The central and inner parts of the ice-stream trough are covered by high-resolution (hydrographic quality) bathymetric data. These datasets were collected using various specification multibeam echo-sounder systems between 2000 and 2017 as part of the UK Civil Hydrography Programme coordinated by the MCA. Geotiffs of the data can be freely accessed from the UKHO data portal (https://data.admiralty.co.uk/portal/apps/sites/#/marine-data-portal). Typically, these data were collected using hull-mounted multibeam systems operating at ~200 kHz, using 80 beams across a 120° swath and providing data coverage of approximately three times the water depth. Sound velocities were collected from a hull-mounted sound velocity probe. Vessel attitude, heading, and positional data were collected using sea-going motion sensors, a gyrocompass, and a dynamic global positional system. To remove data artifacts and to prepare basic mean bathymetric surfaces and combined-uncertainty evaluation surfaces, post-acquisition primary data processing was conducted by the UKHO. Subsequent data processing and regridding were carried out at the British Geological Survey (BGS) using CARIS HIPS and SIPS and Fledermaus software. The processed bathymetric datasets were viewed and analyzed in ESRI ArcMap 10.4 GIS software.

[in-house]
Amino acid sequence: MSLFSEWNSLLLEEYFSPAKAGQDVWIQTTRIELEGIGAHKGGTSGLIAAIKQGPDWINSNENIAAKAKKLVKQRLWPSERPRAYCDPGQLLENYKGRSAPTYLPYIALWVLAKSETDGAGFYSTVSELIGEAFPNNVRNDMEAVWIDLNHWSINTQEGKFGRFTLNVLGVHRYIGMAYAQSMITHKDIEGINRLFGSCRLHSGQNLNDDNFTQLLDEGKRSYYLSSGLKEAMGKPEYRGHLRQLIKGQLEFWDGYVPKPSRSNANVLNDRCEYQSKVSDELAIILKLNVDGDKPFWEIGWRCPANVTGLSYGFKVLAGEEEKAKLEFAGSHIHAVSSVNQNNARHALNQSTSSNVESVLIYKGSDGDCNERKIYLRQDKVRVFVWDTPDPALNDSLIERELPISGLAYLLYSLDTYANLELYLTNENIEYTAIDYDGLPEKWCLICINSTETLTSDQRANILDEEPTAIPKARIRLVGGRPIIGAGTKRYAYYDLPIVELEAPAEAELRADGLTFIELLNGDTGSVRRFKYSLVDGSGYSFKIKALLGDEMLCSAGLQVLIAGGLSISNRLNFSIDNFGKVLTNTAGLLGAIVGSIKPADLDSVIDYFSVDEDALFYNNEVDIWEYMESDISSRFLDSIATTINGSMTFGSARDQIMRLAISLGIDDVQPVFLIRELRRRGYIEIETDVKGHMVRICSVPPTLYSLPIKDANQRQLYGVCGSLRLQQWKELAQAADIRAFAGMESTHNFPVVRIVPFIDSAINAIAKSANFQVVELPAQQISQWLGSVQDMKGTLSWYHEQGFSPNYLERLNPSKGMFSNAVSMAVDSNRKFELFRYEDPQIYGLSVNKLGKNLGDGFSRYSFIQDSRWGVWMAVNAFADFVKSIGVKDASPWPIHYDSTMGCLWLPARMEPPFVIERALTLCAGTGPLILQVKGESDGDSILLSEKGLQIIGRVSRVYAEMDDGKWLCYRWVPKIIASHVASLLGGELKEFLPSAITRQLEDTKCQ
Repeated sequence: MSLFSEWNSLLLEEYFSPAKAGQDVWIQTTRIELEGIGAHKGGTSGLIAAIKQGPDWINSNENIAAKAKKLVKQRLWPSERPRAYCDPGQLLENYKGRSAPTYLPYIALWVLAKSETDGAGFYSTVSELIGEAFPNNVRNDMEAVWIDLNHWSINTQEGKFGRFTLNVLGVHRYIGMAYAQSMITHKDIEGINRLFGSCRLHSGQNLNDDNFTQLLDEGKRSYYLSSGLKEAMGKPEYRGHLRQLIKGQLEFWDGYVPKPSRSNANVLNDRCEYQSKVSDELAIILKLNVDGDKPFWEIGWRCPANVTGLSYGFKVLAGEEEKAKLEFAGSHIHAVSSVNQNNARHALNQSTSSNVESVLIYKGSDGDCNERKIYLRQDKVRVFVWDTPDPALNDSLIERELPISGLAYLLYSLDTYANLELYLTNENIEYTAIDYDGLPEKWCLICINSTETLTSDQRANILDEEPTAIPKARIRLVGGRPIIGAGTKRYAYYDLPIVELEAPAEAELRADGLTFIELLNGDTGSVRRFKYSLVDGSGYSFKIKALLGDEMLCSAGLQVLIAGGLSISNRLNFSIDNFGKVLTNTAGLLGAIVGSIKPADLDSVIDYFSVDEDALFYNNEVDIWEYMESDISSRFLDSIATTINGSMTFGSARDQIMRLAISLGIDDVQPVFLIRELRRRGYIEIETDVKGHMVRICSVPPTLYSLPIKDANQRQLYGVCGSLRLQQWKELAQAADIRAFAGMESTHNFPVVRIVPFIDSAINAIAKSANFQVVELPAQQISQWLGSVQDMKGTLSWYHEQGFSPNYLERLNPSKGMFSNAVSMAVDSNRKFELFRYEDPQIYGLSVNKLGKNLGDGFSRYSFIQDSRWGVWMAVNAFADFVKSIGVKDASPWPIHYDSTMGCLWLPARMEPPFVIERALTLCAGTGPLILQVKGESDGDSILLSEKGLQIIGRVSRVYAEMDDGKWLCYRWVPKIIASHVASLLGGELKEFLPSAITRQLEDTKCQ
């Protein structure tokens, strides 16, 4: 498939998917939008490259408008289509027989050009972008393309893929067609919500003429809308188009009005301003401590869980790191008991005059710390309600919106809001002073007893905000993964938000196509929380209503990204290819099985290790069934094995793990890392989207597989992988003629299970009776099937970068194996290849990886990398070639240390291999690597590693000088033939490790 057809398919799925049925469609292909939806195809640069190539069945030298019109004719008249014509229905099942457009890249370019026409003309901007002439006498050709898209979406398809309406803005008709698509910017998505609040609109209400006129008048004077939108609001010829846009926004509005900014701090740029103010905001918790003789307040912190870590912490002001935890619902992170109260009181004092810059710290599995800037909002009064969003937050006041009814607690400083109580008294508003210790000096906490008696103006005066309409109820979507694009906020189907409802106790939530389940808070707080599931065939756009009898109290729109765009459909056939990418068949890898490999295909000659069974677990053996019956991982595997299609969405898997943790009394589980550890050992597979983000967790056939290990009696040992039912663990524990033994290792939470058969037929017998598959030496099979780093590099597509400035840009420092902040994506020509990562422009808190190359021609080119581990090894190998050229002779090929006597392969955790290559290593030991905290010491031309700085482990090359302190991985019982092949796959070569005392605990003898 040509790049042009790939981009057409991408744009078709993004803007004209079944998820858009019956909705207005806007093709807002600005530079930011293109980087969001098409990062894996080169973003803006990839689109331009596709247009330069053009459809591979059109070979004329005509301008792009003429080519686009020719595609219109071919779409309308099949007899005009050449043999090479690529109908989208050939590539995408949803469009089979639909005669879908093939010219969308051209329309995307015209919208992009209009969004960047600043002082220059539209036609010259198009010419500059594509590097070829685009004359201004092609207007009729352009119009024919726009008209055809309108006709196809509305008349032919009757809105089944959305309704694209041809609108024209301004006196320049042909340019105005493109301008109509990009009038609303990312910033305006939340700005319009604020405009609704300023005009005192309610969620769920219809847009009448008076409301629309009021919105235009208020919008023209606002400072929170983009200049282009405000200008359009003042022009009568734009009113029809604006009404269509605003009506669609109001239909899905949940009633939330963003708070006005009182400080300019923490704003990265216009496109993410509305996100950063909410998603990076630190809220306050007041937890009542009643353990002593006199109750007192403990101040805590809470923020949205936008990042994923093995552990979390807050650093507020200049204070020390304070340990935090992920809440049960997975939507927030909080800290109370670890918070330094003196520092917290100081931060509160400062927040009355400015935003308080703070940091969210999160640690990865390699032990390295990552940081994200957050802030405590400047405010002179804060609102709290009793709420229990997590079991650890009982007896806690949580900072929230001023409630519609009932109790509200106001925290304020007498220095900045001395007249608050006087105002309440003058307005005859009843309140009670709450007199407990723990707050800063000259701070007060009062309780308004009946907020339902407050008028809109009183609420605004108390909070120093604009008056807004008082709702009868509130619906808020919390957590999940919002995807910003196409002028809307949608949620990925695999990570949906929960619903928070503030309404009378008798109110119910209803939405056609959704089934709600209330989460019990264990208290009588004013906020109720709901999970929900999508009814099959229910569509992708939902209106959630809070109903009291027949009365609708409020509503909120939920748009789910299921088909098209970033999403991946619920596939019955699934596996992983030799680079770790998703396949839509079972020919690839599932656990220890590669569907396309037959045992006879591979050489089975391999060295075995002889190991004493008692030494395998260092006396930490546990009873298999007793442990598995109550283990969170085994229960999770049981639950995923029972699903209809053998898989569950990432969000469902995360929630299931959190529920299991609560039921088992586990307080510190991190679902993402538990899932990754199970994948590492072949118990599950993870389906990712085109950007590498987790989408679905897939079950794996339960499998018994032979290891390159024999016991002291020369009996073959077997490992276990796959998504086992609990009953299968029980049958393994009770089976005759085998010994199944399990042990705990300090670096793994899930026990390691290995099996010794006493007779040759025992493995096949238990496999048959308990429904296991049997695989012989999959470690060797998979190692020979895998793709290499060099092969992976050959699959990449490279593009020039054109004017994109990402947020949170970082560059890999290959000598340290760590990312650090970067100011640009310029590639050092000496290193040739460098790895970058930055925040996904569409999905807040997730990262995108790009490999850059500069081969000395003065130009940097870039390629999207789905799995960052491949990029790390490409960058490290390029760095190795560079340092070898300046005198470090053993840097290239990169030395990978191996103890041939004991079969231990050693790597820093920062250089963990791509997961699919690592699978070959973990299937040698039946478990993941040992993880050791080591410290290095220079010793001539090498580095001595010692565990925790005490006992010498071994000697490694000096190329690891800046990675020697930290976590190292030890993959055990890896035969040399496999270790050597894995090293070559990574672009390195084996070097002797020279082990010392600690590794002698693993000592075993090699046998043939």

Olex AS single-beam echo-sounder bathymetric datasets were used in conjunction with high-resolution multibeam data to map the glacial geomorphology in areas where no EMODnet data or UKHO (INSPIRE) data were available (fig. S1). The Olex single-beam echo-sounder data are part of a global dataset, managed, compiled, and licensed for scientific research. The echo-sounder data have a positional accuracy of 10 m or less; vertical resolution ranges from 0.1 to 1 m. The dataset is spatially discontinuous but is more robust where multiple soundings have been conducted in the same area. Bathymetric surfaces were viewed and exported using the Linux-platform software (via the BGS-NERC license).